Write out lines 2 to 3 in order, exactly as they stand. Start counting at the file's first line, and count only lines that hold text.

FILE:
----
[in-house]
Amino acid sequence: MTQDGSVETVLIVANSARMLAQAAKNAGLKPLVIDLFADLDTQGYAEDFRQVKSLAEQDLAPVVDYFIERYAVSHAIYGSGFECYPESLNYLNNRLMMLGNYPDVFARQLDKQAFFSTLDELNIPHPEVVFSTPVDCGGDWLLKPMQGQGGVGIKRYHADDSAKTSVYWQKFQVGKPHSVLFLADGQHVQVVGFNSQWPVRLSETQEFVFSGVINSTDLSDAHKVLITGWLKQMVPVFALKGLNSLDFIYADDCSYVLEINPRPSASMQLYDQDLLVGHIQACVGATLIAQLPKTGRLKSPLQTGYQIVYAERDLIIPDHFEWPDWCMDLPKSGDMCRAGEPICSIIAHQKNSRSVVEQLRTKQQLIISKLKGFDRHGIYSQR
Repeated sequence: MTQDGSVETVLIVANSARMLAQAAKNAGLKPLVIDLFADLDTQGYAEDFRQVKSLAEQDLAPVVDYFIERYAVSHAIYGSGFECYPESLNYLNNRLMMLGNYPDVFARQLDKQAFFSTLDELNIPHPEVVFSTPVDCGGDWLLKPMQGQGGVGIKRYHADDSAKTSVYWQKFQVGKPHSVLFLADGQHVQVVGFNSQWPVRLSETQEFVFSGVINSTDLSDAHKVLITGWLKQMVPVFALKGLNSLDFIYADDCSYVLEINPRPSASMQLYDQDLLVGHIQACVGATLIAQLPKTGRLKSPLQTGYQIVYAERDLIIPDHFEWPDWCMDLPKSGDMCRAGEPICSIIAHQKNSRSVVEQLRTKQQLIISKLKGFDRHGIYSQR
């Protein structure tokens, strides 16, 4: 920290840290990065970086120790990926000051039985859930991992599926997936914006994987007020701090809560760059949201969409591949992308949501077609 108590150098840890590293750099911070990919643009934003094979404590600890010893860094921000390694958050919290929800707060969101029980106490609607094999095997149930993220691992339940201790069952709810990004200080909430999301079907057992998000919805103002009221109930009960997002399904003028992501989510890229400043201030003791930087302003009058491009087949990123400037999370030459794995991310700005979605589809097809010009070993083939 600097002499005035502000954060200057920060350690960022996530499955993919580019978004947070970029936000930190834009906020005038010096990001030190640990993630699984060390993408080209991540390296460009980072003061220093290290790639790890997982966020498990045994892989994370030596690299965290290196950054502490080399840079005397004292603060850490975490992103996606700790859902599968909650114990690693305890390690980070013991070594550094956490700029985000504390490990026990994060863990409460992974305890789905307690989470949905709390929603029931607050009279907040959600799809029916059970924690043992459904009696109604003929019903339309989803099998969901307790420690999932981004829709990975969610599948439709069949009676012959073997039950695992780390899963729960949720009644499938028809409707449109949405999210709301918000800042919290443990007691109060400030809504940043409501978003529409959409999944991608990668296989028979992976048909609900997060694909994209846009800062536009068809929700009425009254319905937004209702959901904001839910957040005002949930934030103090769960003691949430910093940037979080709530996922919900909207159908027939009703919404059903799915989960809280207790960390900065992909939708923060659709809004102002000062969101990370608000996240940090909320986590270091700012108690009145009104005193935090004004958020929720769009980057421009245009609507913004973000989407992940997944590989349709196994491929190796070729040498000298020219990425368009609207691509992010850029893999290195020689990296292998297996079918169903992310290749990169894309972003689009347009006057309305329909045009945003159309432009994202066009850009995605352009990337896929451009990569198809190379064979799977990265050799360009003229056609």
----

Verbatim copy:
Amino acid sequence: MTQDGSVETVLIVANSARMLAQAAKNAGLKPLVIDLFADLDTQGYAEDFRQVKSLAEQDLAPVVDYFIERYAVSHAIYGSGFECYPESLNYLNNRLMMLGNYPDVFARQLDKQAFFSTLDELNIPHPEVVFSTPVDCGGDWLLKPMQGQGGVGIKRYHADDSAKTSVYWQKFQVGKPHSVLFLADGQHVQVVGFNSQWPVRLSETQEFVFSGVINSTDLSDAHKVLITGWLKQMVPVFALKGLNSLDFIYADDCSYVLEINPRPSASMQLYDQDLLVGHIQACVGATLIAQLPKTGRLKSPLQTGYQIVYAERDLIIPDHFEWPDWCMDLPKSGDMCRAGEPICSIIAHQKNSRSVVEQLRTKQQLIISKLKGFDRHGIYSQR
Repeated sequence: MTQDGSVETVLIVANSARMLAQAAKNAGLKPLVIDLFADLDTQGYAEDFRQVKSLAEQDLAPVVDYFIERYAVSHAIYGSGFECYPESLNYLNNRLMMLGNYPDVFARQLDKQAFFSTLDELNIPHPEVVFSTPVDCGGDWLLKPMQGQGGVGIKRYHADDSAKTSVYWQKFQVGKPHSVLFLADGQHVQVVGFNSQWPVRLSETQEFVFSGVINSTDLSDAHKVLITGWLKQMVPVFALKGLNSLDFIYADDCSYVLEINPRPSASMQLYDQDLLVGHIQACVGATLIAQLPKTGRLKSPLQTGYQIVYAERDLIIPDHFEWPDWCMDLPKSGDMCRAGEPICSIIAHQKNSRSVVEQLRTKQQLIISKLKGFDRHGIYSQR